RT recently aired a piece titled, “Homemade bombs beat high-tech? Afghan war failure looms,” in which the astronomical amount of money spent on military weapons systems is examined versus the apparent inability of the US to “win” in Afghanistan.
In all likeness the US’ inability to “win” reflects a failure to balance the weakening of armed resistance to occupation with the propping up of a suitable proxy government. And when fighters are taking up weapons simply to see off foreign invaders – something Afghans have been doing perpetually throughout their history – it would seem that the US, despite all it’s military prowess, would need to impossibly scour every crack and crevice to eradicate every man capable of picking up arms and fighting.
If this sounds like a familiar narrative, it’s because the United States fought a similar war in Southeast Asia spanning Laos and Vietnam. Dr. James William Gibson, author of the book “The Perfect War: Technowar in Vietnam,” was interviewed in 1987 by “Alternative Views” and gave an in-depth cautionary history of a war driven by a “production process” mentality, complete with quotas motivating soldiers, driving commanding officers, and directing policy makers, all within the backdrop of reasserting a slipping global imperial paradigm.
Gibson points out the obvious flaws of using a “production process” approach towoard war. Soldiers motivated to meet quotas for body counts will fabricate numbers, or worse yet, take innocent life in an increasingly desperate and degenerate bid to survive (missed quotas meant more time spent out in the field). Officers likewise will make tactically fatal decisions in pursuit of meeting these irrational quotas in their sycophantic bid to climb up the military hierarchy.
The vector sum is a war not based on the just cause of national defense, nor driven by actual achievable strategic objectives, but a war motivated by opportunistic interests attempting to profit from the “rules” set by policy – from the soldiers on the ground seeking the “payment” of survival, to the officers managing the conflict seeking advancement, to the corporations and their representatives at the top seeking profits and geopolitical corporate-financier hegemony. In this way, the war can take on a life of its own, a dangerous tropism.
The Vietnam and Afghan Wars were never wars of national defense. They were military adventures sold to the public as “necessary” for national defense. In reality, each in turn was a response to shifting geopolitical spheres of influence and the ruling elite’s desire to dominate them. In Vietnam, the goal was to reassert Western influence over the Vietnamese who were setting a dangerous anti-imperialist precedent for the world.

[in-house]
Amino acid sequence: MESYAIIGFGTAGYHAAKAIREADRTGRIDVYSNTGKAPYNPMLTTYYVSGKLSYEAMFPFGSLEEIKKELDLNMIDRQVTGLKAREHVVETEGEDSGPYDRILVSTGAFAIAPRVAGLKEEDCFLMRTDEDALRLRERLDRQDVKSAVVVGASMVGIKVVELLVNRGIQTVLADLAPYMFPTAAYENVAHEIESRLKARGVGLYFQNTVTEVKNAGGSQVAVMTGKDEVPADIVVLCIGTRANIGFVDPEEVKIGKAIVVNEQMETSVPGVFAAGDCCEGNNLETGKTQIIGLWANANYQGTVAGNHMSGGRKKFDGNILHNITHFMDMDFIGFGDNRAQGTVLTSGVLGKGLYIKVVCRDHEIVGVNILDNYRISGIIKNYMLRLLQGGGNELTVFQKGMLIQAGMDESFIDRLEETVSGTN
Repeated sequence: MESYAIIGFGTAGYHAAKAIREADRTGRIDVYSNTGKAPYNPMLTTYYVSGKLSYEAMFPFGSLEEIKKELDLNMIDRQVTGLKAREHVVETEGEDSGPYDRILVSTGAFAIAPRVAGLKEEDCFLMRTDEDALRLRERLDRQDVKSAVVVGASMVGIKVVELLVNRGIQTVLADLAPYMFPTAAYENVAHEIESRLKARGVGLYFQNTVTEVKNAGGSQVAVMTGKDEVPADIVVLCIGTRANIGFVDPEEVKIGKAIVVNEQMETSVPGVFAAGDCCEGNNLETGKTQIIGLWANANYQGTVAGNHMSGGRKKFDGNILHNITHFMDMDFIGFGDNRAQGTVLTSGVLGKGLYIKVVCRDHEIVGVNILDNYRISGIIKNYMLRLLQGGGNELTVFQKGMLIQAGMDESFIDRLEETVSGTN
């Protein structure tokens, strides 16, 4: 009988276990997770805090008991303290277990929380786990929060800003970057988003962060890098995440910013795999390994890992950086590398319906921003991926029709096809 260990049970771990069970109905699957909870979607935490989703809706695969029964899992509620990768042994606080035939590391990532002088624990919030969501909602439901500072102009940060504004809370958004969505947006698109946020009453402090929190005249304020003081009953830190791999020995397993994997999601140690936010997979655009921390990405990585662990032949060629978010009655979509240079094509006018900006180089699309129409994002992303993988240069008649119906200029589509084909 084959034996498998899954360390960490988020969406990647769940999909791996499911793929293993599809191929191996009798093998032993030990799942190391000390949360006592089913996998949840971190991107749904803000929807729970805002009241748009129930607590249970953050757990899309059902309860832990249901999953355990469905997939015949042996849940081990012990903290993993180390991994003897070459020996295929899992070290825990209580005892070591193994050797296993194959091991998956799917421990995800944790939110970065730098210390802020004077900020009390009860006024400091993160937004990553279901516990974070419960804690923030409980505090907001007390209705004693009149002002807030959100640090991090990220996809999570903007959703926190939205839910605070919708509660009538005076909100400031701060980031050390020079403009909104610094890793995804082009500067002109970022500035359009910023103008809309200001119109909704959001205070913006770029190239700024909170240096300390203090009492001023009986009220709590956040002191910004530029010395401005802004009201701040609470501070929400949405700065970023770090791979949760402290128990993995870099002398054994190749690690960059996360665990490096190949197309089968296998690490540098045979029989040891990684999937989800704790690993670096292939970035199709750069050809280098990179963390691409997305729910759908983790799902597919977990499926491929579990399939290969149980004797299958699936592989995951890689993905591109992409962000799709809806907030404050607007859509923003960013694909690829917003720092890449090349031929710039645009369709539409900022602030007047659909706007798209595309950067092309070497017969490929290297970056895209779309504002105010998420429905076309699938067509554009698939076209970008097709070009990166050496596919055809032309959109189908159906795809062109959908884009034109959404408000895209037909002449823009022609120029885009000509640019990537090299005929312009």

In Afghanistan, the goal appears to be a means of projecting US power against Iran, Pakistan, and even up to the gates of China itself. It has served as a point of geopolitical leverage, destabilization, reordering, and chaos in a region that may have otherwise moved forward together, shaping a multipolar global order that checked or negated the hegemony of Wall Street and London.
Image: The Fortune 500’s newly launched lobbying front, “Defending Defense.” It, in reality, is designed to defend only the bottom line of the military industrial complex and the immense, unwarranted power it has procured and projects globally.
It too has taken on a life of its own, with profiteers and opportunists seeking its preservation, even expansion to justify increasing bottom lines. For example, “Defending Defense” is a lobbying front assembled by the American Enterprise Institute – a think-tank with Fortune 500 interests fully represented upon its board of trustees, advisory council, and “national council.” The lobbying effort not only cites current wars the US is fighting, but cites future potential wars that require yet more money to be shifted from productive peaceful progress, to the pursuit of hegemonic megalomania – because it is not just about war profits, it is about the power derived in the pursuit of global preeminence.
The goal of propping up a proxy government in Vietnam failed, leaving millions dead, with Americans bled dry both literally and financially in the process. The military industrial complex, however, came out only stronger.
Today, these same corporate-financier interests are doing it again. And when asked the question, “have we learned anything in Vietnam?” many people imagine it is posed rhetorically to our leaders.
These leaders have learned the perfect balance of war profiteering, managing public perception, and eliminating political dissent. They have learned that the war must be fought against the people at home just as vigorously as it is fought abroad.
On the battlefield, they have mastered the art of motivating officers seeking promotions, willing to say, do, or believe anything in order to proceed up the next rung. They’ve managed to push soldiers just enough to keep them in line and on mission, but not too much to where widespread meaningful dissent forms. And as Dr. Gibson pointed out in his 1987 interview, in the “production process” of war, soldiers are easily replaced, so with today’s repeated tours of duty, we see merely the system maximizing return on investment.
Indeed, our leaders have learned much from Vietnam. They are on their way to perfecting the “technowar.”